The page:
Affiliate Marketing Fraud is a Growing Problem: What it is and How to Stop It

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Digital ad model, affiliate marketing, involves either an individual or a company earning a commission via promoting an advertiser’s service or product. It’s grown in popularity in recent years, making it a successful way for brands to expand their customer base and reach. In fact, per Statista, annual spending by marketers on affiliate marketing between 2010 and 2022 skyrocketed from $1.6 billion to $8.2 billion.

With numbers like that, you can see the appeal when it comes to fraudsters. In other words, the lucrative affiliate marketing trade also draws the attention of “bad actors.” In fact, cybercriminals are getting smarter and developing different tactics to infiltrate the affiliate marketing industry. Affiliate fraud, a subset of advertising fraud, is becoming more and more common.

What is affiliate fraud?

It’s a form of ad fraud in which affiliates use illicit techniques to deceive affiliate programs to collect unearned commissions. The average affiliate fraud attack can cost businesses between 20-65% in sales—a hefty loss.

The following provides important details about the five most common types of affiliate marketing fraud and how brands can detect and prevent fraud from draining their ad budgets:

App Install Fraud
Also known as CPI (cost-per-install) fraud, app install fraud is a common instance of affiliate fraud. CPI incorporates paying a commission to affiliates for every successful app install. This advertising model is popular in mobile—specifically with gaming companies looking for more app users. They also comprise 21.07% of the market share on the Apple Store. Data.ai’s reports indicate that businesses spent $295 billion on mobile ads in 2021. This is up 23% from 2020.

Click Fraud
This type of fraud involves the CPC (cost-per-click) advertising model of paying affiliates commission based on the number of ad clicks. Those who are employing click-fraud generate a lot of fake clicks via click farms or by manually clicking on their own ads themselves. Bots are a more involved and sophisticated approach to doing this. Fraudsters might infect user devices with malware and thus recruit users into a robot network, also known as a botnet. Recent data indicates click fraud isn’t slowing down—over 14% of all PPC clicks are estimated to be invalid. This results in businesses losing $20 billion on a global level.

Lead Fraud
Lead fraud involves manipulating the CPL, or cost-per-lead, advertising model. CPL allows advertisers to pay for generated leads through collecting user information. In fact, 84% of marketers use form submissions in order to generate leads. Affiliates now have a way of manipulating the data. They can do this either by using bots to submit forms or by buying a list of bad emails and using them to pre-fill a lead list. As 53% of marketers spend at least 50% of their budget on lead generation, these are totally useless.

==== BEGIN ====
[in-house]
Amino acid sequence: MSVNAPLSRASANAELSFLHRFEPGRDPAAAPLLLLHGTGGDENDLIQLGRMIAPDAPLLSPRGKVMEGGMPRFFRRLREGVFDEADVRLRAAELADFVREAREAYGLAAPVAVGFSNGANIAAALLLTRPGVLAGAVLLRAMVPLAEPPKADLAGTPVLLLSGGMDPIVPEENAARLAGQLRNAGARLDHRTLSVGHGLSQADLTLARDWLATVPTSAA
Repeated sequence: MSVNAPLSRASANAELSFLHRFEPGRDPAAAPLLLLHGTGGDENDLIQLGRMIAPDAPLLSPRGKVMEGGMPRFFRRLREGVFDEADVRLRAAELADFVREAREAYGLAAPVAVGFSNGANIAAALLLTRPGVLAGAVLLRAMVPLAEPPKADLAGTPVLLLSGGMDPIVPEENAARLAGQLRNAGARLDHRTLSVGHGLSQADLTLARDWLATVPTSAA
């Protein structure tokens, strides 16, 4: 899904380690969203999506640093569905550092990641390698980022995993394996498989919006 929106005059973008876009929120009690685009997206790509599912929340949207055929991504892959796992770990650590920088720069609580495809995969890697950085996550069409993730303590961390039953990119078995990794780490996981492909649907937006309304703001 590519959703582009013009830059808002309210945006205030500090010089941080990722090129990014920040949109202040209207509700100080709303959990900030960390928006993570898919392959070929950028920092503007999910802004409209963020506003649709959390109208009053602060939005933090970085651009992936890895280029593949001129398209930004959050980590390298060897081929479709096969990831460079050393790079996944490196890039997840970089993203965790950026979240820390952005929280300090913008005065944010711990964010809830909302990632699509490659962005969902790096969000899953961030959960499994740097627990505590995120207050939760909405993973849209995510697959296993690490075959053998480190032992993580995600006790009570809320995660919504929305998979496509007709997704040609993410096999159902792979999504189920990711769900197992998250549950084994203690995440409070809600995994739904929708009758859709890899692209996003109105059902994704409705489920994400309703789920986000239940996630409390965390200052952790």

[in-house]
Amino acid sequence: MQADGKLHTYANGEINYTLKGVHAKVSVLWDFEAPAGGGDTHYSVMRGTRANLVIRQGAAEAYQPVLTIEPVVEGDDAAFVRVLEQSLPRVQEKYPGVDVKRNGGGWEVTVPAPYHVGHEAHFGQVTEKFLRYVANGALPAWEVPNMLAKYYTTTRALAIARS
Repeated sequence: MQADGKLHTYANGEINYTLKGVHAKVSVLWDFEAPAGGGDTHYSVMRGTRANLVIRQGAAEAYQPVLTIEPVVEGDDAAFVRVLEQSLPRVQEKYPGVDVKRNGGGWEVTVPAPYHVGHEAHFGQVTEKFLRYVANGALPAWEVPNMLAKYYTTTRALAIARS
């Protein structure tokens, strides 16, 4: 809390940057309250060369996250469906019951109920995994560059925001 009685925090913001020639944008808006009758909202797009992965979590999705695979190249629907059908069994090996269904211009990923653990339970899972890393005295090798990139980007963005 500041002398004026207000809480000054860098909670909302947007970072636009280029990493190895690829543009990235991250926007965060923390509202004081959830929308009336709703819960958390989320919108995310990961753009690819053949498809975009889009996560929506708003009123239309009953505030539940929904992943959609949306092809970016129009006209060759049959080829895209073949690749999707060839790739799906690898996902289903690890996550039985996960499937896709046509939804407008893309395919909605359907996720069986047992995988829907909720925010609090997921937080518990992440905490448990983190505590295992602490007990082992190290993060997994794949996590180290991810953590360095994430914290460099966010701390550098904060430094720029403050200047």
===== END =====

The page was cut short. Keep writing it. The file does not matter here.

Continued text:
Acquisition Fraud
Acquisition fraud involves the CPA (cost-per-acquisition) advertising model. How this works is that advertisers pay these affiliates a commission once a sale is fulfilled. This model used to be the most secure ad model—that was, until fraudsters found a way to infiltrate. Using stolen credit cards they find online, fraudsters use those cards to make the sale. Credit card companies then issue a chargeback on the advertiser’s company—this causes them to lose money in both marketing and in sales. Reports from Expert Market estimate 30% of chargebacks result from stolen credit cards. The cost of chargebacks is said to rise to $117.47 billion by 2023.On a grander scale, bots do the heavy lifting of the credit-card sourcing and finalizing the sale for these fraudulent affiliates.

Cookie Stuffing
Cookie stuffing is a type of fraud that occurs when an affiliate puts different third-party cookies from various advertisers into a user’s computer. Then, once the user visits any of the websites with already-placed cookies and buys something, the affiliate earns commission. With that, you’re well versed in all things affiliate fraud, the various types of it and now you know more about how to protect your business from falling victim to it.

No matter the type of affiliate marketing fraud, if you’re armed with more information about it, you’ll be better prepared to fight it—and avoid losing marketing budget to these bad actors.

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